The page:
Teeth and Gums

Gum disease and how it affects your health

Gum health is one of those topics that most people don’t really know much about. We all know the importance of looking after our teeth but when it comes to our gums the majority of people don’t know what the signs of unhealthy gums are. In this article, we’ll take a look at the function of the gums, how gum disease affects your health and how best to prevent it to help avoid gingivitis and periodontal disease.

The function of your gums

We all pretty much take our gums for granted but did you know what they actually do? Your gums are a protective layer of skin that cover the bones of your mouth and form a tight seal between your teeth. This seal acts like a barrier keeping bacteria and food particles away from the base of your teeth, your jawbone and the delicate nerves.

How gum disease affects your health

Your mouth is full of bacteria both good and bad and no matter how well you clean your teeth and mouth you will always have bacteria. What is important is the balance of bacteria in your mouth as you need a healthy balance of bacteria. The problem comes when you develop pathogenic bacteria which is generally caused by a build-up of plaque on your teeth. Failing to clean your teeth properly can lead to gingivitis which if not treated can then lead to a condition called periodontitis which affects the tissues that support teeth and hold them in place.

As well as affecting your dental health periodontitis has been linked to the following physical health problems:

  • Cardiovascular disease
  • Diabetes
  • Dementia
  • Chronic respiratory disease

Signs of gum disease

Gum disease is not as uncommon as you may think and often people ignore some of the milder symptoms. Common signs of gum disease include bad teeth as well as small amounts of blood when you brush your teeth. This is the early stage of gum disease and it is known as gingivitis. If left untreated this can lead to sore, swollen and infected gums which increases your chances of developing a condition known as periodontitis. Like any dental problem the sooner you can treat gum disease the less damage is caused.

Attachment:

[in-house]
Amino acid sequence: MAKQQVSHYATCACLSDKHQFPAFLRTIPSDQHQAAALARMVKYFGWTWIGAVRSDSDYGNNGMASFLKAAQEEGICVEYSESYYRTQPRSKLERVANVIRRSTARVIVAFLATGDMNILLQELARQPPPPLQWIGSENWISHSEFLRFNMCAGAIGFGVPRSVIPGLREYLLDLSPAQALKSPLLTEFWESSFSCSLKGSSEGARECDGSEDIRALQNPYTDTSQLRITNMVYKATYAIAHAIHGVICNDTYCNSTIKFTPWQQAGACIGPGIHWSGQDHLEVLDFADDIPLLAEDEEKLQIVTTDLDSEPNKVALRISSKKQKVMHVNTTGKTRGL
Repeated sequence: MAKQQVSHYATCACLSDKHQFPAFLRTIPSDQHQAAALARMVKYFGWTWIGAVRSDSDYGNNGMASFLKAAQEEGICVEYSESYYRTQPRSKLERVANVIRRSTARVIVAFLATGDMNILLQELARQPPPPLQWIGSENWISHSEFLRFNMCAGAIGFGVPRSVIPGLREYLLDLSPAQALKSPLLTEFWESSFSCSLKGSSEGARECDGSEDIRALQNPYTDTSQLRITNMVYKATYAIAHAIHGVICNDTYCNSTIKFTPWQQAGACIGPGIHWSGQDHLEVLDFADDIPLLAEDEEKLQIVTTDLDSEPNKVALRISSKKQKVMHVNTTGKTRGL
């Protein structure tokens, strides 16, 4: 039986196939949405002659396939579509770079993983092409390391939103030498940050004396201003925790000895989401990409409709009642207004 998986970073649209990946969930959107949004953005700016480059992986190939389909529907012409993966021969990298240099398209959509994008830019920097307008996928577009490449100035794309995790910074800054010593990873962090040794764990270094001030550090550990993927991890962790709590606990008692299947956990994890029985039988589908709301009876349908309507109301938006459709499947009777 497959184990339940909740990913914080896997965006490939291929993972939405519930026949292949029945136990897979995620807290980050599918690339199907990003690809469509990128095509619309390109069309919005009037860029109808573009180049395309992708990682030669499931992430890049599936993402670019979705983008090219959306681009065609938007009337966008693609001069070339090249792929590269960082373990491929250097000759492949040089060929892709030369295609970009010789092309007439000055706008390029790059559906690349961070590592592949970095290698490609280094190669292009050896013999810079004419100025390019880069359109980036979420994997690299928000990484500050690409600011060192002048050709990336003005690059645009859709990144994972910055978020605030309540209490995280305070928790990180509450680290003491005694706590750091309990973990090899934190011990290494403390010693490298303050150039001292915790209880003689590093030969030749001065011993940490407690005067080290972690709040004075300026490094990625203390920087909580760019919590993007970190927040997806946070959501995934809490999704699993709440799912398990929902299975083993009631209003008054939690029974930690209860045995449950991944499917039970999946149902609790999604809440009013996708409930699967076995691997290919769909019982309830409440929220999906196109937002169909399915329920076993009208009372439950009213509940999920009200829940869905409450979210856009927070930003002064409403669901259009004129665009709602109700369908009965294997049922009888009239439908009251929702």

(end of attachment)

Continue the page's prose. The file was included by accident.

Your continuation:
Will smoking affect my gums

People who smoke are more likely to produce pathogenic bacteria than those who do not. For those already suffering from gingivitis or gum disease, smoking will also cause a lack of oxygen which will prevent gums from healing properly. Those who smoke will also find that gum disease will get worse at a much faster rate compared to non-smokers.

What happens if you don’t treat gum disease?

Unlike tooth decay, gum disease generally does not cause pain as it gets worse, so people often ignore signs such as blood while brushing their teeth until the damage is done. Sore gums that are caused by bacteria can lead to gum abscesses and over time the bone that supports the teeth can be lost causing tooth loss.

How you can prevent and treat gum disease

Mild cases of gum disease can often be treated by improving your levels of oral hygiene. This includes brushing your teeth at least twice a day, regularly flossing between teeth and using a dentist-approved mouth wash. While this should be enough to treat mild symptoms, it is also recommended to have a dental check-up as your dentist or a trained hygienist will be able to treat the underlying cause of your gum disease, such as a build-up of plaque on your teeth.

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